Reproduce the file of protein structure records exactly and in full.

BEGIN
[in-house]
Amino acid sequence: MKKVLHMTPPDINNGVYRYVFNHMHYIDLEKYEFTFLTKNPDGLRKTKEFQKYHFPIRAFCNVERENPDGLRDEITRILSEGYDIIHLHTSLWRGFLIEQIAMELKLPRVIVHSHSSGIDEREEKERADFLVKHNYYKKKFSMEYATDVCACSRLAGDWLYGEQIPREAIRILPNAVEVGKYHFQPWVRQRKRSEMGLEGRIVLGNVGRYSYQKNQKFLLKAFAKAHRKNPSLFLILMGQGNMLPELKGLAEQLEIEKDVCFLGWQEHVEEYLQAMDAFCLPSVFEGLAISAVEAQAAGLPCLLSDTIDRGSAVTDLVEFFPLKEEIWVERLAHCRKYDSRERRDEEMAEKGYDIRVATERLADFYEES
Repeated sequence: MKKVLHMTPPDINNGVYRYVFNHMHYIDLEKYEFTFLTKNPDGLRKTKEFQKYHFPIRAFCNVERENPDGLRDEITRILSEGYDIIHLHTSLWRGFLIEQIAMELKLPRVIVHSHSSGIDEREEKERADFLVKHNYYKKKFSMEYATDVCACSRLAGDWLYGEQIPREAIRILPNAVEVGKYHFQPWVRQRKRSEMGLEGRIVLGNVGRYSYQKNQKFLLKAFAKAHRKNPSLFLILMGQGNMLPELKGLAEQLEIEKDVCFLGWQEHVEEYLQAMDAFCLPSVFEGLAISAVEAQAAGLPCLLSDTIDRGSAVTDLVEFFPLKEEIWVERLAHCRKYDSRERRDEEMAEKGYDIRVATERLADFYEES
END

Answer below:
[in-house]
Amino acid sequence: MKKVLHMTPPDINNGVYRYVFNHMHYIDLEKYEFTFLTKNPDGLRKTKEFQKYHFPIRAFCNVERENPDGLRDEITRILSEGYDIIHLHTSLWRGFLIEQIAMELKLPRVIVHSHSSGIDEREEKERADFLVKHNYYKKKFSMEYATDVCACSRLAGDWLYGEQIPREAIRILPNAVEVGKYHFQPWVRQRKRSEMGLEGRIVLGNVGRYSYQKNQKFLLKAFAKAHRKNPSLFLILMGQGNMLPELKGLAEQLEIEKDVCFLGWQEHVEEYLQAMDAFCLPSVFEGLAISAVEAQAAGLPCLLSDTIDRGSAVTDLVEFFPLKEEIWVERLAHCRKYDSRERRDEEMAEKGYDIRVATERLADFYEES
Repeated sequence: MKKVLHMTPPDINNGVYRYVFNHMHYIDLEKYEFTFLTKNPDGLRKTKEFQKYHFPIRAFCNVERENPDGLRDEITRILSEGYDIIHLHTSLWRGFLIEQIAMELKLPRVIVHSHSSGIDEREEKERADFLVKHNYYKKKFSMEYATDVCACSRLAGDWLYGEQIPREAIRILPNAVEVGKYHFQPWVRQRKRSEMGLEGRIVLGNVGRYSYQKNQKFLLKAFAKAHRKNPSLFLILMGQGNMLPELKGLAEQLEIEKDVCFLGWQEHVEEYLQAMDAFCLPSVFEGLAISAVEAQAAGLPCLLSDTIDRGSAVTDLVEFFPLKEEIWVERLAHCRKYDSRERRDEEMAEKGYDIRVATERLADFYEES